How to Deal With an Emergency in Spanish
Learning how to deal with an emergency in Spanish is key if you are planning a trip to a Spanish-speaking country. You know, just in case.
This lesson covers the basic conversational tools to be able to communicate about four relatively common types of emergencies.
These short phrases make the difference between getting the help that you need or not. So, let’s dive into this practical and potentially life-saving topic!
Let’s get to it!
General Words and Phrases for an Emergency in Spanish
God forbid you get into a situation where you need to explain an emergency in Spanish. But if you do, you can use these general phrases in any situation.
¡Auxílio! / ¡Socorro! / ¡Ayuda!
Can you help me?
Ayúdeme, por favor.
Help me, please.
I need help.
¡Dése prisa por favor!
I don’t know.
No le entiendo.
I don’t understand you.
Ellos necesitan ayuda.
They need help.
Llame a un servicio de emergencia.
Call an emergency service.
Estoy llamando al 911.
I’m calling 911.
Por favor vete.
Go away! / Leave!
Déjenos en paz.
Leave us alone.
Vehicular Emergency in Spanish
If you lose your keys, leave them inside the car, get lost, crash, or get hurt, this vocabulary enables you to communicate your emergency in Spanish and get the help you need.
Are you OK?
Me quedé atrapado.
I am stuck.
Me duelen las piernas.
My legs hurt.
Me duele la cabeza.
My head hurts.
Acabo de chocar.
I just crashed the car.
Hubo un choque.
There was a car crash.
There are injured people.
Ayúdeme a llamar a mi seguro.
Help me call my insurance.
Estoy esperando al ajustador del seguro.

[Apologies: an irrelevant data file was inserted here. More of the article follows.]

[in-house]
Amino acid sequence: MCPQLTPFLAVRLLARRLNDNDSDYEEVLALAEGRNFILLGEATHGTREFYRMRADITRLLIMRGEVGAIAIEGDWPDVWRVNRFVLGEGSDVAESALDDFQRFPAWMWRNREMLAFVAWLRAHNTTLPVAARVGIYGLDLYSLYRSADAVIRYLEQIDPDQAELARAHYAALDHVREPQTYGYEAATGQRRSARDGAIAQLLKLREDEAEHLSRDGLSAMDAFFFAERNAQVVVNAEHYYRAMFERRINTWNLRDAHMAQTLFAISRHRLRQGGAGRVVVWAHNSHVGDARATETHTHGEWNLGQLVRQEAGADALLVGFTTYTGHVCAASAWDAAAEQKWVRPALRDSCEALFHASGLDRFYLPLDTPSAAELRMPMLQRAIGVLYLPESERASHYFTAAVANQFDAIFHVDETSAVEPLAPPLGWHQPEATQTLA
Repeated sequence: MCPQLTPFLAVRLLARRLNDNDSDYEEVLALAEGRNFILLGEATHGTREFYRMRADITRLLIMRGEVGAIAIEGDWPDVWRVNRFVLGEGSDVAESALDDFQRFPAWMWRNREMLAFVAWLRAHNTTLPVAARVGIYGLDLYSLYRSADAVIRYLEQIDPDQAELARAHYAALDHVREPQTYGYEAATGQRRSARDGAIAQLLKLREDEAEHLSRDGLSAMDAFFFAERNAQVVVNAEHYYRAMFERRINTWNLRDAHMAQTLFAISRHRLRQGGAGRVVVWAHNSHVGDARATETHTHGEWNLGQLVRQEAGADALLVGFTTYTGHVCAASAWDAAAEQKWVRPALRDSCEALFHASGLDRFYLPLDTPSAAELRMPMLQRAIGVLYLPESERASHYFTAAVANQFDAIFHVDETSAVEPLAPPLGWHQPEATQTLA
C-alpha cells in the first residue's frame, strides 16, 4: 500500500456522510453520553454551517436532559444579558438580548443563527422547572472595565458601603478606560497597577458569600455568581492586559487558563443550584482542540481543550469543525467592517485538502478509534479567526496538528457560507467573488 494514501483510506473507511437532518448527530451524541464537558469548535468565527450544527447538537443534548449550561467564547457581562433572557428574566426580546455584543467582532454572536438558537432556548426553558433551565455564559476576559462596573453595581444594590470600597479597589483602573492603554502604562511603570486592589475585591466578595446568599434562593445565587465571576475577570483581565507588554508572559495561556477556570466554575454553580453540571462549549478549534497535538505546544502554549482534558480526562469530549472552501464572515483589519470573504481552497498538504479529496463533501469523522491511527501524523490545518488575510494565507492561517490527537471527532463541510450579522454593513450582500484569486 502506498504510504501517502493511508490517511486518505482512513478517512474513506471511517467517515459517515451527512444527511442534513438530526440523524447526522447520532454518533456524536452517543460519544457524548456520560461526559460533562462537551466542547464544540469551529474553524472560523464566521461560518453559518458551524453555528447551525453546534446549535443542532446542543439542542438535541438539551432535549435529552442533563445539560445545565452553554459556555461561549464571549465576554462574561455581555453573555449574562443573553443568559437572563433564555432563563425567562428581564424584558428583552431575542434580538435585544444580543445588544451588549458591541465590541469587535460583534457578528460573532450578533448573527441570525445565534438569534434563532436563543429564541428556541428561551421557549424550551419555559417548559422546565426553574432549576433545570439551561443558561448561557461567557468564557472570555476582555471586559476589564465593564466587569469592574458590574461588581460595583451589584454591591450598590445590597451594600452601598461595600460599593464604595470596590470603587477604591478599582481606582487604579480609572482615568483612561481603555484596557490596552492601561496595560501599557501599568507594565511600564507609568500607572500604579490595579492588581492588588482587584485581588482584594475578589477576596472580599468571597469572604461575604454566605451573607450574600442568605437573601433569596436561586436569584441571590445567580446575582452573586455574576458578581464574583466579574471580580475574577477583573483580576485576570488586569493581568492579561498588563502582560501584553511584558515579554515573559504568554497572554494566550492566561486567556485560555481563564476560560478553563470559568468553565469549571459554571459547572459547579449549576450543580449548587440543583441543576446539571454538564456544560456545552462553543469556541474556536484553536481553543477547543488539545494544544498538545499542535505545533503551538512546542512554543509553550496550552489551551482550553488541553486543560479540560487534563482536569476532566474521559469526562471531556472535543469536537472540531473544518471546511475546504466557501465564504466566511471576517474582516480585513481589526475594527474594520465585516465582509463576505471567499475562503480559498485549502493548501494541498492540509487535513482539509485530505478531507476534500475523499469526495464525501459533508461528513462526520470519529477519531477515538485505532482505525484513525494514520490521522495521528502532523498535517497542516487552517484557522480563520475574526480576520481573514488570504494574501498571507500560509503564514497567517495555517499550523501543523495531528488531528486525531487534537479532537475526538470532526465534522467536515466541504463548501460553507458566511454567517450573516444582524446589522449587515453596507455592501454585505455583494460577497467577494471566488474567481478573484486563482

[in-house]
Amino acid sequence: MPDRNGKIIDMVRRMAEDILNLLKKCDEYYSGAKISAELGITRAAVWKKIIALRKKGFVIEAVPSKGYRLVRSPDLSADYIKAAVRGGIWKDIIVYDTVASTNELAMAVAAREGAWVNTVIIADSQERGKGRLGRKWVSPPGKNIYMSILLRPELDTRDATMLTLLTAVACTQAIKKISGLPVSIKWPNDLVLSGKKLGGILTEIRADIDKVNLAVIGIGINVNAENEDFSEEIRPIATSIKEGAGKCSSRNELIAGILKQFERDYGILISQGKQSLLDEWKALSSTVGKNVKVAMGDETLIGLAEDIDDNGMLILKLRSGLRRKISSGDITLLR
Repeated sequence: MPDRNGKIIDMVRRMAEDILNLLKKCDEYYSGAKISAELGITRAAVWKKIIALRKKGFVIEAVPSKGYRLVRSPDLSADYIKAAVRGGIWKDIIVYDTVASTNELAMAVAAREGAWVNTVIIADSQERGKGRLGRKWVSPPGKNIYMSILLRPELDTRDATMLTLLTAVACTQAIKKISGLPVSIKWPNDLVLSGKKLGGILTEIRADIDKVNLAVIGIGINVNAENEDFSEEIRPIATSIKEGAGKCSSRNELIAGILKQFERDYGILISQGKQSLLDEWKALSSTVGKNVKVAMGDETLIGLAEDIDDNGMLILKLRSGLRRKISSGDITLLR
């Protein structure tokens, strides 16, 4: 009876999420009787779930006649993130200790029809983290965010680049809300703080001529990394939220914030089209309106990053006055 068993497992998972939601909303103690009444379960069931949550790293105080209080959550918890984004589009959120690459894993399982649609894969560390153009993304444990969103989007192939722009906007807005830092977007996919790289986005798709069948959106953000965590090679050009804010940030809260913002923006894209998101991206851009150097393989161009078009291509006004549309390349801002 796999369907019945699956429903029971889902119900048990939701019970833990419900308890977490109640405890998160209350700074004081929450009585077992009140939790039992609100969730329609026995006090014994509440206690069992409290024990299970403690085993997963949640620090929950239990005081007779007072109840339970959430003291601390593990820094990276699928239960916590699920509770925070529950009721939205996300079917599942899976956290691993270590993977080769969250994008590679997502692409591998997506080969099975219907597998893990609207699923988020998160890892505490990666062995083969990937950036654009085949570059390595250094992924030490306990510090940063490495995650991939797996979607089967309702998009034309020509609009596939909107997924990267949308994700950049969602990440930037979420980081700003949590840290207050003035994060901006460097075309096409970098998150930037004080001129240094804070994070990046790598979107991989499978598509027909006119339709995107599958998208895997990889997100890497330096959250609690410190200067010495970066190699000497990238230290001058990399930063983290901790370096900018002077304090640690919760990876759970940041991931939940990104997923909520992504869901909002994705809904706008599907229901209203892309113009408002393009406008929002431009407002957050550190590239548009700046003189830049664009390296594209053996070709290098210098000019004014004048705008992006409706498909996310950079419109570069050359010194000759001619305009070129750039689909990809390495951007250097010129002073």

I am waiting for the insurance adjuster.
Dejé las llaves adentro del coche.
I left the keys inside the car.
Estoy perdido, no sé cómo llegar a mi hotel.
I am lost, I don’t know how to get to my hotel.
Disculpe, ¿sabe cómo puedo llegar a ___?
Excuse me, do you know how to get to ___?
When someone gives you directions, they will likely use some of these phrases:
A la derecha.
To the right.
En el semáforo a la izquierda.
At the traffic light, to the left.
Hasta topar con pared.
Until you reach a wall.
Hasta topar con un parque.
Until you come across a park.
¿Ve esa casa amarilla? Métase por esa calle.
Do you see that yellow house? Go down that street.
La calle que necesita es paralela a esta calle.
The street you need is parallel to this street.
Cruce la avenida y se mete por la diagonal.
Cross the avenue and go down the diagonal.
Medical Emergency in Spanish
When it comes to medical emergencies, your life can depend on getting help promptly. Need an ambulance? A doctor? Help from a passerby? No problem. With these sentences you will be able to act on a case of emergency in Spanish.
¡Necesito una ambulancia!
I need an ambulance.
¡Llame a una ambulancia!
Call an ambulance.
Necesito un doctor.
I need a doctor.
Hubo un accidente.
There was an accident.
I cut myself.
Me duele mucho.
It hurts a lot.
I feel nauseous.
I need to vomit.
Creo que me voy a desmayar.
I think I’m going to faint.
¡Lléveme a un hospital!
Take me to a hospital!
Creo que me rompí el brazo.
I think I broke my arm.
Creo que me rompí la pierna.
I think I broke my leg.
Necesito que me revisen la cabeza.
I need to get my head checked.
Fire Emergency in Spanish
Being able to explain your emergency in Spanish not only helps you but also others. In a fire emergency, for example, if you manage to get out of a dangerous situation, you can tell someone that others are hurt. Learn these phrases not only to aid yourself but also to assist a rescue.